Brutus Influence On Julius Caesar

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Brutus was a hero of the Roman Republic, yet he was simultaneously the force that brought about the dawn of the Roman Empire. While his intentions were pure, and he aimed to liberate Rome from the tyranny of dictatorship, he was rash and idealistic. Despite his flaws, Brutus represented true democratic principles, and he fought for them. Unwilling to roll over and see and allow his beloved country turn on its founding principles, he was willing to sacrifice the life of a dear friend. Even on the fields of battle, Brutus respected his opponents, unwilling to succumb to the greed and lust that possessed Cassius, showing that he was a true Roman patriot. While some may say that Brutus was acting maliciously and wanted to take away Caesar’s position, his actions spoke otherwise. He took part in the stabbing of Caesar in the senate, however, he did so because it had to be done. Cassius envied Caesar, he spoke negatively of him, often persuading others to betray Caesar by speaking ill of him. Initially Cassius was also the one who persuaded Brutus to help overthrow Caesar, thus his negative influence could have affected Brutus. However, as we see in the second scene of act one, Brutus has already questioned Caesar, he even says that he would rather be a poor villager than a citizen of Rome under…show more content…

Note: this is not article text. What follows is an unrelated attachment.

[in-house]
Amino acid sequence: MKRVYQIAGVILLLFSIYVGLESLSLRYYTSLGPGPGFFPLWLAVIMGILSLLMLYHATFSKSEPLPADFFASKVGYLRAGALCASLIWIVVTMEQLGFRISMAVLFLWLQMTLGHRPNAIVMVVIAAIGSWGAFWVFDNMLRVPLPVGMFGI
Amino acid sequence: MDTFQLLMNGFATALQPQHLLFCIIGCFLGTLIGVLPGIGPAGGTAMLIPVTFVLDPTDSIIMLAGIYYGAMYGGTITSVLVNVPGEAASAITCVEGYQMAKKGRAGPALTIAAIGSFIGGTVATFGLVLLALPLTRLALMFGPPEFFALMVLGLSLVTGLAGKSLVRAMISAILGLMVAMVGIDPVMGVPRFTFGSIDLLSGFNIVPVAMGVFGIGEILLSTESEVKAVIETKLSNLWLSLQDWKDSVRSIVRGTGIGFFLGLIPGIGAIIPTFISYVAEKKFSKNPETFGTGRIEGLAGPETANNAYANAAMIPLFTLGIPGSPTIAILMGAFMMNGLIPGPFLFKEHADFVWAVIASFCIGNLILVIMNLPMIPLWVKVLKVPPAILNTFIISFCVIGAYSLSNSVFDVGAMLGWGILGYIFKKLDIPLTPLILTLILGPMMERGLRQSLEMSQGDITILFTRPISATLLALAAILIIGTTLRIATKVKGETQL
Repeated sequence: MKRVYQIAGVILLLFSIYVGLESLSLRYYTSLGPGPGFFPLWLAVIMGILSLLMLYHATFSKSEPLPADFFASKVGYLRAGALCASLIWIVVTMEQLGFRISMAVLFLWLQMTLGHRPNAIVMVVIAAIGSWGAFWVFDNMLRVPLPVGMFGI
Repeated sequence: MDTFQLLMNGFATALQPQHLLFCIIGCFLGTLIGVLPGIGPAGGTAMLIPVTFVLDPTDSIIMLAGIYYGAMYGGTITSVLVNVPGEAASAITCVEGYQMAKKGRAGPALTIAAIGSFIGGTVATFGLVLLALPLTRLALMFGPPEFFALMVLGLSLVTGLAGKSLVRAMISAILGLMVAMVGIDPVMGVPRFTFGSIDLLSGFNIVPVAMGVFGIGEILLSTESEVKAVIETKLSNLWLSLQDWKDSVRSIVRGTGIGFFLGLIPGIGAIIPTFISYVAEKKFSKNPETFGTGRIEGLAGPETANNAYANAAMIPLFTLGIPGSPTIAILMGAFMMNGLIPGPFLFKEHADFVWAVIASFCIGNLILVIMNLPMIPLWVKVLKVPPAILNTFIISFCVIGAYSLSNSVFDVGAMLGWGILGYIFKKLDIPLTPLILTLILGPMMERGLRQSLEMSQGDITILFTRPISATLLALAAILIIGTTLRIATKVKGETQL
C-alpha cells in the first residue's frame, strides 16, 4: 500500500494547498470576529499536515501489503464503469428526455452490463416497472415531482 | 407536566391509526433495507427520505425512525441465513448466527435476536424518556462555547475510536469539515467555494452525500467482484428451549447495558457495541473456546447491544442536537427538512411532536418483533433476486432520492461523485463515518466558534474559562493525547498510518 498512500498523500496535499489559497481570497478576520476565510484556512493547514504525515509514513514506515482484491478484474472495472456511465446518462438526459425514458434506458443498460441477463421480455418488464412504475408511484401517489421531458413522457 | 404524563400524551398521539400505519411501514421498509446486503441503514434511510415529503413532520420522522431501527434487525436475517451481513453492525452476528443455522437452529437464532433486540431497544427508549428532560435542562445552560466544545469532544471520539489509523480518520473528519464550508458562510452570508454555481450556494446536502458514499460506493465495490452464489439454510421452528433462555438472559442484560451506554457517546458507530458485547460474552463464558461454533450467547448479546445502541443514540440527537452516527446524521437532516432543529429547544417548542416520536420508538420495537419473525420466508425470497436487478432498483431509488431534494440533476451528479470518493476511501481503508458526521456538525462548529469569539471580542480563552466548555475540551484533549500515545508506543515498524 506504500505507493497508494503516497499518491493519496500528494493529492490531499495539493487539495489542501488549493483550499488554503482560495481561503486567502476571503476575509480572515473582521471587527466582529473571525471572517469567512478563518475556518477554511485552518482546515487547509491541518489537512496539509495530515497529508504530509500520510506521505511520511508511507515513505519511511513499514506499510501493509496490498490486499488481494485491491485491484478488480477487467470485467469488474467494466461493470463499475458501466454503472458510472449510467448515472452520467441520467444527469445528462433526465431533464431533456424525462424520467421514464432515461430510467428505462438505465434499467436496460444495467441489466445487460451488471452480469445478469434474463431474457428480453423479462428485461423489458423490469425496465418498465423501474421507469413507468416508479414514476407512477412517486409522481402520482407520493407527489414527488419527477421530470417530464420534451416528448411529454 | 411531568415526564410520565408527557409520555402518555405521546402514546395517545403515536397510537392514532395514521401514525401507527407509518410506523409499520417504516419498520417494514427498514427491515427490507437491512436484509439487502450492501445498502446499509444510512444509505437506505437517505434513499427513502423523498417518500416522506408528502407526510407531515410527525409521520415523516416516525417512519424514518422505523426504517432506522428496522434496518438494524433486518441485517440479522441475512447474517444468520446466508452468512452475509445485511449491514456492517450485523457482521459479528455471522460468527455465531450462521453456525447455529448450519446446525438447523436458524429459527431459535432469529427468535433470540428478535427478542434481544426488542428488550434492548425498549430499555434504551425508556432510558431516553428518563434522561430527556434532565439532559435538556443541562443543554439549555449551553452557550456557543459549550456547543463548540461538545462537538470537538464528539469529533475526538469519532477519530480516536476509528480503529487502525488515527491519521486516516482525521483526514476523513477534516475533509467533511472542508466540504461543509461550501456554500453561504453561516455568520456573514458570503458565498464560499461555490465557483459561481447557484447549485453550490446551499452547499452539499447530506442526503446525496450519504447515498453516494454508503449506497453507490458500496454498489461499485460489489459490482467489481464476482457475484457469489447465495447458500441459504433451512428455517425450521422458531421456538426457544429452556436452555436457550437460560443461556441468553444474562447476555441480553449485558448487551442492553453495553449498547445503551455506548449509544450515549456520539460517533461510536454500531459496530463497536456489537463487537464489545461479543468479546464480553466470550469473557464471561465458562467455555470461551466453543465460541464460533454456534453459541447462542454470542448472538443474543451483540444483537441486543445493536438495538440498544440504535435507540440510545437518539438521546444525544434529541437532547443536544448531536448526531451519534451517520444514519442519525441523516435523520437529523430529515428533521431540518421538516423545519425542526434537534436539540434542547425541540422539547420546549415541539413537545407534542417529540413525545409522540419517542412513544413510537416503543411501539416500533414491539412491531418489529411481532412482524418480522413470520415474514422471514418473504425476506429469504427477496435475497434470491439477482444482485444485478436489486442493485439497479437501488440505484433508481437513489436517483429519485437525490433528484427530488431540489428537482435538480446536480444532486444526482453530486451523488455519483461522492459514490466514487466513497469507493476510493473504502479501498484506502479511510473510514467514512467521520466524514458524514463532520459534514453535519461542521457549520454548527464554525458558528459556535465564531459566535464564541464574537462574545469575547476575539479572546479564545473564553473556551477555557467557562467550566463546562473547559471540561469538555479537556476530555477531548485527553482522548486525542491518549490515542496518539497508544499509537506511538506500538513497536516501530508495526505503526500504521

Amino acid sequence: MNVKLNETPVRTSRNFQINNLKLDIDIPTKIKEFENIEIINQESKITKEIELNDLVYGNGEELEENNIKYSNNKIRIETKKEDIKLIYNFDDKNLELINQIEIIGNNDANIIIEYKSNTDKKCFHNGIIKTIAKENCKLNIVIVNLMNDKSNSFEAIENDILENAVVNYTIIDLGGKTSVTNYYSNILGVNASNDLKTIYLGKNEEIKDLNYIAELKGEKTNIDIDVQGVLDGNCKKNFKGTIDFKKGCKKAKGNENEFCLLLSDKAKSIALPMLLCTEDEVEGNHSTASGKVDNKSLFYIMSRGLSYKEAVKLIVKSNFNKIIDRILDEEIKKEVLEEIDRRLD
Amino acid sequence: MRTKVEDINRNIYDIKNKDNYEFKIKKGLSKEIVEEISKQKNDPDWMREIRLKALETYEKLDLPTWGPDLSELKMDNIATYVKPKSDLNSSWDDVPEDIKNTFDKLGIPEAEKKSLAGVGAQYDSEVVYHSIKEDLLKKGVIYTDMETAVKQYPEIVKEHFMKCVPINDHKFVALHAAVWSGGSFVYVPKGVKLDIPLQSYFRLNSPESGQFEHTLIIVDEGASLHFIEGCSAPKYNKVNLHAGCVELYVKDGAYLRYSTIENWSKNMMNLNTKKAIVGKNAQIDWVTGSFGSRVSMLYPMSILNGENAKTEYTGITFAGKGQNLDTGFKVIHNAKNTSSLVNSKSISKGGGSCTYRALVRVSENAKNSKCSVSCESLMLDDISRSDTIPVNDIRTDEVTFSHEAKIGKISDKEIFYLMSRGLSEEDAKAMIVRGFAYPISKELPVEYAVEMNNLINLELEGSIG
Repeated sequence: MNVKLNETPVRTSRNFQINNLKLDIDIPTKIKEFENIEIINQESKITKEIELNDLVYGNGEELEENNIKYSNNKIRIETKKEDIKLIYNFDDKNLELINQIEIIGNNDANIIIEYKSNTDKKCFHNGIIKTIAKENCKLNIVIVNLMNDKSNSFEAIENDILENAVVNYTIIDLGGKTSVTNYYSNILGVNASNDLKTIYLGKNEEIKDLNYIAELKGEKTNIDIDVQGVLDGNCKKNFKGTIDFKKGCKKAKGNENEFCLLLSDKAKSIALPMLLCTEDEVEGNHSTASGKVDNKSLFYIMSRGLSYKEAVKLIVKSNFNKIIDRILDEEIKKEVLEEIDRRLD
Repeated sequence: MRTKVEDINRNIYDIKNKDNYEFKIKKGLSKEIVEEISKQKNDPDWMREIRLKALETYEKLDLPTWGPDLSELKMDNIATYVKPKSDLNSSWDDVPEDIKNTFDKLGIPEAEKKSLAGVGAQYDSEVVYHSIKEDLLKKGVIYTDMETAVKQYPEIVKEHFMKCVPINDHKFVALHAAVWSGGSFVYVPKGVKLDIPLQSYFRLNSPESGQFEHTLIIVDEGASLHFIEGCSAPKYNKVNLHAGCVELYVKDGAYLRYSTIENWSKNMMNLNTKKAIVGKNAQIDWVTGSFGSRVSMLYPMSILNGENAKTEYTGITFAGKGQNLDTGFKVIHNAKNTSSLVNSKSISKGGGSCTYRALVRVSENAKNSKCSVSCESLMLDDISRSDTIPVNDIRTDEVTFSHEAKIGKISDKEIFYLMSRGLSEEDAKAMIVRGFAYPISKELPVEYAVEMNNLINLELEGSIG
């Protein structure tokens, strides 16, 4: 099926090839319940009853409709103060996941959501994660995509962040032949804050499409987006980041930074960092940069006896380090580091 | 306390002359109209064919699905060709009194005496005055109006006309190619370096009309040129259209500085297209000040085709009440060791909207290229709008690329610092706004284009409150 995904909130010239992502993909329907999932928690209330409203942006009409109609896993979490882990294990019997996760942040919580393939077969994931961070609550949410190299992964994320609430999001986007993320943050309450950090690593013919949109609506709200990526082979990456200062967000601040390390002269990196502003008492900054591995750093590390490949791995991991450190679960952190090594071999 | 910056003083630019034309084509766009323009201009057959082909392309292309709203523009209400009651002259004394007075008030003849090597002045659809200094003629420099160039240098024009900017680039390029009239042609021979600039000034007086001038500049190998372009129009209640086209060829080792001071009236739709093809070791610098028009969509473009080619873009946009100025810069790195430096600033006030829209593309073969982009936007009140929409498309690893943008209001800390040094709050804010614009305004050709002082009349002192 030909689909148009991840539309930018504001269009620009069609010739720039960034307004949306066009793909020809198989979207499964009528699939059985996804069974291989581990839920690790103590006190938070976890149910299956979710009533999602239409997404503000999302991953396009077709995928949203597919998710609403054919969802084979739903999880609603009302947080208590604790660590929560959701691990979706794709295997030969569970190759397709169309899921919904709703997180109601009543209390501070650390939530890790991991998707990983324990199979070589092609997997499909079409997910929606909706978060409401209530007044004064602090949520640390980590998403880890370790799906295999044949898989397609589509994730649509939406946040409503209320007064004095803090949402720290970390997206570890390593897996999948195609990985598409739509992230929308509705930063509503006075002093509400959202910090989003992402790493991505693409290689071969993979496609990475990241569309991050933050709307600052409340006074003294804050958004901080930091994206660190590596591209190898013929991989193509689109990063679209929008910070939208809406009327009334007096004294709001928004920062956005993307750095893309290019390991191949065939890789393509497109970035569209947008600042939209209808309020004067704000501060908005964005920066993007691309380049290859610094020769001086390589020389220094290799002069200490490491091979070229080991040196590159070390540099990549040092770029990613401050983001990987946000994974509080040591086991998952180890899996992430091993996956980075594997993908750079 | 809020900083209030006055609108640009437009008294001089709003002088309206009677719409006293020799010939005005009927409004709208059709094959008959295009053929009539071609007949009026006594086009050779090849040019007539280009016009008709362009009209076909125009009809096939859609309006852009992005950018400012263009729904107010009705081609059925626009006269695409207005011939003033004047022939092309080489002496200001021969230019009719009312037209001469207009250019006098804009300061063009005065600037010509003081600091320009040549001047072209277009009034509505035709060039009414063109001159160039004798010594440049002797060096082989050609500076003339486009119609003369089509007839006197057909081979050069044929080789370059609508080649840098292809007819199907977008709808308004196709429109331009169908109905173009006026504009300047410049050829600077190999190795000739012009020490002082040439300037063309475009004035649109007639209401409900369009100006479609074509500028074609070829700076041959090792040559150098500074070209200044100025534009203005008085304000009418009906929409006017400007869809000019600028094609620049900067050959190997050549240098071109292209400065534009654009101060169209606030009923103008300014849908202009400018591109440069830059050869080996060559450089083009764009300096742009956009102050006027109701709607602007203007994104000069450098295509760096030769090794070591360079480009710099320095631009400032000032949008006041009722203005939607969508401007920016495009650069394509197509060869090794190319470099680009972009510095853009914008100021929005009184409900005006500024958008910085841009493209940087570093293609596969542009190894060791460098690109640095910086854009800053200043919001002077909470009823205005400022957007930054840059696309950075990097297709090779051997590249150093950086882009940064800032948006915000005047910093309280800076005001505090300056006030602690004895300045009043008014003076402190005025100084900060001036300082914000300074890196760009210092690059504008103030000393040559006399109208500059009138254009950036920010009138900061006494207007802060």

He explicitly states this in Act 2 “I have no personal reason to strike at him—only the best interest of the people.” Caesar sees Brutus as one of his closest friends, who reciprocates that feeling. However, Brutus acknowledges the corruption that absolute power can bring upon one. Following Caesar’s death when his ghost comes to Brutus on the battlefield, it takes a great toll on Brutus, he even says that “ hour has come”. After Cassius takes his own life, Brutus declares that Cassius was the last of all Romans, implying that the war is over and the republic has fallen (Act V, Scene III, Page
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